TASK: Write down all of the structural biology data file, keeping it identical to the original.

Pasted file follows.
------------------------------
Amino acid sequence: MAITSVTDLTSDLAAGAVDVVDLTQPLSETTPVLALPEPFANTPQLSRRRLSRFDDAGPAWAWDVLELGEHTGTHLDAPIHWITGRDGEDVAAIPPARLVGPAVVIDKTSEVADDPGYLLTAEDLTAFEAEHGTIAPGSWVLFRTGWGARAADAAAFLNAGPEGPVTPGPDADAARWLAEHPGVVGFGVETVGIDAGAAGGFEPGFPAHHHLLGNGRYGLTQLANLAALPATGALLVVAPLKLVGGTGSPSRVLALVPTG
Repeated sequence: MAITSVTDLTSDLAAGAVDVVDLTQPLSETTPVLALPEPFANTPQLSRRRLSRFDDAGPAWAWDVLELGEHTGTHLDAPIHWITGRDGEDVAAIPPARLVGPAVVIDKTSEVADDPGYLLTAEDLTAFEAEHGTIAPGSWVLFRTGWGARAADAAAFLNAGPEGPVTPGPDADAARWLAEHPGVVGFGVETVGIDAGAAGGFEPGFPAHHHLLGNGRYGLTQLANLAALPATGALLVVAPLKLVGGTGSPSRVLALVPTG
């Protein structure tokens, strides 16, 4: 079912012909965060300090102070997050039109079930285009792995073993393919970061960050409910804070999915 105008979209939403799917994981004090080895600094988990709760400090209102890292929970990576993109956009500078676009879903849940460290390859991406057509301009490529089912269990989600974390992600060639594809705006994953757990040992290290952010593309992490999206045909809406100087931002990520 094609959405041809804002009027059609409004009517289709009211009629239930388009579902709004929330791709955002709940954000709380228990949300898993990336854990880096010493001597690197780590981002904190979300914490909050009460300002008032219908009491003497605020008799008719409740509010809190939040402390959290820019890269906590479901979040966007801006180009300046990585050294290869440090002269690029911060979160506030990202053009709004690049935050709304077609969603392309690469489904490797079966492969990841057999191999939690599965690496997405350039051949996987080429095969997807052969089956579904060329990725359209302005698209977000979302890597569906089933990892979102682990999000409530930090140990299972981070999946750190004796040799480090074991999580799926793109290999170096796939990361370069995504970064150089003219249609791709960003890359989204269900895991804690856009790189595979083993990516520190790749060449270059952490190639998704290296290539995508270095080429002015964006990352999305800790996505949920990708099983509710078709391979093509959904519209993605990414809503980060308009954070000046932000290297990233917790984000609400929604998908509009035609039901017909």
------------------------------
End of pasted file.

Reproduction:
Amino acid sequence: MAITSVTDLTSDLAAGAVDVVDLTQPLSETTPVLALPEPFANTPQLSRRRLSRFDDAGPAWAWDVLELGEHTGTHLDAPIHWITGRDGEDVAAIPPARLVGPAVVIDKTSEVADDPGYLLTAEDLTAFEAEHGTIAPGSWVLFRTGWGARAADAAAFLNAGPEGPVTPGPDADAARWLAEHPGVVGFGVETVGIDAGAAGGFEPGFPAHHHLLGNGRYGLTQLANLAALPATGALLVVAPLKLVGGTGSPSRVLALVPTG
Repeated sequence: MAITSVTDLTSDLAAGAVDVVDLTQPLSETTPVLALPEPFANTPQLSRRRLSRFDDAGPAWAWDVLELGEHTGTHLDAPIHWITGRDGEDVAAIPPARLVGPAVVIDKTSEVADDPGYLLTAEDLTAFEAEHGTIAPGSWVLFRTGWGARAADAAAFLNAGPEGPVTPGPDADAARWLAEHPGVVGFGVETVGIDAGAAGGFEPGFPAHHHLLGNGRYGLTQLANLAALPATGALLVVAPLKLVGGTGSPSRVLALVPTG
């Protein structure tokens, strides 16, 4: 079912012909965060300090102070997050039109079930285009792995073993393919970061960050409910804070999915 105008979209939403799917994981004090080895600094988990709760400090209102890292929970990576993109956009500078676009879903849940460290390859991406057509301009490529089912269990989600974390992600060639594809705006994953757990040992290290952010593309992490999206045909809406100087931002990520 094609959405041809804002009027059609409004009517289709009211009629239930388009579902709004929330791709955002709940954000709380228990949300898993990336854990880096010493001597690197780590981002904190979300914490909050009460300002008032219908009491003497605020008799008719409740509010809190939040402390959290820019890269906590479901979040966007801006180009300046990585050294290869440090002269690029911060979160506030990202053009709004690049935050709304077609969603392309690469489904490797079966492969990841057999191999939690599965690496997405350039051949996987080429095969997807052969089956579904060329990725359209302005698209977000979302890597569906089933990892979102682990999000409530930090140990299972981070999946750190004796040799480090074991999580799926793109290999170096796939990361370069995504970064150089003219249609791709960003890359989204269900895991804690856009790189595979083993990516520190790749060449270059952490190639998704290296290539995508270095080429002015964006990352999305800790996505949920990708099983509710078709391979093509959904519209993605990414809503980060308009954070000046932000290297990233917790984000609400929604998908509009035609039901017909």